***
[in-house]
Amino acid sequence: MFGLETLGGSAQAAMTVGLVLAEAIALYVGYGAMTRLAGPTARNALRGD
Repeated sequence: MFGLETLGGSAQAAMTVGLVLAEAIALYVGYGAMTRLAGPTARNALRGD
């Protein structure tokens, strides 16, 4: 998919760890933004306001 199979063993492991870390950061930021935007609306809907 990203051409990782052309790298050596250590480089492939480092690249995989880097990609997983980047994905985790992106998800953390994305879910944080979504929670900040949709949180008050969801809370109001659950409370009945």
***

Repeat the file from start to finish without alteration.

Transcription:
[in-house]
Amino acid sequence: MFGLETLGGSAQAAMTVGLVLAEAIALYVGYGAMTRLAGPTARNALRGD
Repeated sequence: MFGLETLGGSAQAAMTVGLVLAEAIALYVGYGAMTRLAGPTARNALRGD
């Protein structure tokens, strides 16, 4: 998919760890933004306001 199979063993492991870390950061930021935007609306809907 990203051409990782052309790298050596250590480089492939480092690249995989880097990609997983980047994905985790992106998800953390994305879910944080979504929670900040949709949180008050969801809370109001659950409370009945």